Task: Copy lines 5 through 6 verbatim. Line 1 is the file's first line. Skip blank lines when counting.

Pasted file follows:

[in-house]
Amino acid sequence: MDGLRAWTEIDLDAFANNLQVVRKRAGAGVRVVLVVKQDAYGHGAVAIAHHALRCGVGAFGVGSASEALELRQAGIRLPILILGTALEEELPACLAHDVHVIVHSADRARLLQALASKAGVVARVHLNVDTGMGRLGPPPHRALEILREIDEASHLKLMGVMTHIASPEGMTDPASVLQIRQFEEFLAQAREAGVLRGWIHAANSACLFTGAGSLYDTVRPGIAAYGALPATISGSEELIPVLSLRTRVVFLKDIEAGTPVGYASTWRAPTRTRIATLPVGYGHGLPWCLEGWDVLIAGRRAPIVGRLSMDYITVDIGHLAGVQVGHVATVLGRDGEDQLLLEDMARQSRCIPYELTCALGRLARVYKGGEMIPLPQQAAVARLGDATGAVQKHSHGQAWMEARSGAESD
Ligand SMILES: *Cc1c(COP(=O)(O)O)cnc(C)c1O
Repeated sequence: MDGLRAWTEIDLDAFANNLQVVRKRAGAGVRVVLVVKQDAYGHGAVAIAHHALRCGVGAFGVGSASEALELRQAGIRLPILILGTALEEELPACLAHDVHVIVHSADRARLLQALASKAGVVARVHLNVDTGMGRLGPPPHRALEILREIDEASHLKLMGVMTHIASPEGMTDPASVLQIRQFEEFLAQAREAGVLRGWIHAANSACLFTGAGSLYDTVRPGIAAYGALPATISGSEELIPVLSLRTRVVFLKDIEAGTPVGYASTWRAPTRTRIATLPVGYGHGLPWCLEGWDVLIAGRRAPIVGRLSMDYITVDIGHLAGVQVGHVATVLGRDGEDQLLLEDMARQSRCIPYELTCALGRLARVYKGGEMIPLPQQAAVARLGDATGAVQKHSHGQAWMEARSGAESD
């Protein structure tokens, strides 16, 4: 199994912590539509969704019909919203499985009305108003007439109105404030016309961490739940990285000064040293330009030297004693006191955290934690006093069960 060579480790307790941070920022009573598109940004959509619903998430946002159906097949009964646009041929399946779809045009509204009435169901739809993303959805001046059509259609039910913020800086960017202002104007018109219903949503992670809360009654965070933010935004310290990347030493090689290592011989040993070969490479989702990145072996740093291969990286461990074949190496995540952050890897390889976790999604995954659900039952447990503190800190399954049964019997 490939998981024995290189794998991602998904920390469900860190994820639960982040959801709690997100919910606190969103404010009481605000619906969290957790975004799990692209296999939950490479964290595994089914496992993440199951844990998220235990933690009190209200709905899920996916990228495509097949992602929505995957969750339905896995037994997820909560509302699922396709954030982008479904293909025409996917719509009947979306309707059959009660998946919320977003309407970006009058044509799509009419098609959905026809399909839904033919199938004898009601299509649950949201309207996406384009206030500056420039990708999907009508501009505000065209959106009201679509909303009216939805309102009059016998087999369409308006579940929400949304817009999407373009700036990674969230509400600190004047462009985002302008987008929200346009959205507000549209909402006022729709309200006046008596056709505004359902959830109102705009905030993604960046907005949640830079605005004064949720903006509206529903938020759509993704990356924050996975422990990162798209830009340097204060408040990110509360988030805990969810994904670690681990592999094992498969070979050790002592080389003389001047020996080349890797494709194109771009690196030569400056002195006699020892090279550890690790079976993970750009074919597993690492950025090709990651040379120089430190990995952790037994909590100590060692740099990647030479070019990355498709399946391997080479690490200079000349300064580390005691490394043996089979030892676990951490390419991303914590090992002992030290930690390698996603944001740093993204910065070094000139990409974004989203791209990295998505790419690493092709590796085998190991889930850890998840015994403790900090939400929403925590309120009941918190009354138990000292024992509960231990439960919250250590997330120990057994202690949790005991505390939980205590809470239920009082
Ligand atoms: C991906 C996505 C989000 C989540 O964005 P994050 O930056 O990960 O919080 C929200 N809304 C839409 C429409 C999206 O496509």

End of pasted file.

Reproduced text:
């Protein structure tokens, strides 16, 4: 199994912590539509969704019909919203499985009305108003007439109105404030016309961490739940990285000064040293330009030297004693006191955290934690006093069960 060579480790307790941070920022009573598109940004959509619903998430946002159906097949009964646009041929399946779809045009509204009435169901739809993303959805001046059509259609039910913020800086960017202002104007018109219903949503992670809360009654965070933010935004310290990347030493090689290592011989040993070969490479989702990145072996740093291969990286461990074949190496995540952050890897390889976790999604995954659900039952447990503190800190399954049964019997 490939998981024995290189794998991602998904920390469900860190994820639960982040959801709690997100919910606190969103404010009481605000619906969290957790975004799990692209296999939950490479964290595994089914496992993440199951844990998220235990933690009190209200709905899920996916990228495509097949992602929505995957969750339905896995037994997820909560509302699922396709954030982008479904293909025409996917719509009947979306309707059959009660998946919320977003309407970006009058044509799509009419098609959905026809399909839904033919199938004898009601299509649950949201309207996406384009206030500056420039990708999907009508501009505000065209959106009201679509909303009216939805309102009059016998087999369409308006579940929400949304817009999407373009700036990674969230509400600190004047462009985002302008987008929200346009959205507000549209909402006022729709309200006046008596056709505004359902959830109102705009905030993604960046907005949640830079605005004064949720903006509206529903938020759509993704990356924050996975422990990162798209830009340097204060408040990110509360988030805990969810994904670690681990592999094992498969070979050790002592080389003389001047020996080349890797494709194109771009690196030569400056002195006699020892090279550890690790079976993970750009074919597993690492950025090709990651040379120089430190990995952790037994909590100590060692740099990647030479070019990355498709399946391997080479690490200079000349300064580390005691490394043996089979030892676990951490390419991303914590090992002992030290930690390698996603944001740093993204910065070094000139990409974004989203791209990295998505790419690493092709590796085998190991889930850890998840015994403790900090939400929403925590309120009941918190009354138990000292024992509960231990439960919250250590997330120990057994202690949790005991505390939980205590809470239920009082
Ligand atoms: C991906 C996505 C989000 C989540 O964005 P994050 O930056 O990960 O919080 C929200 N809304 C839409 C429409 C999206 O496509």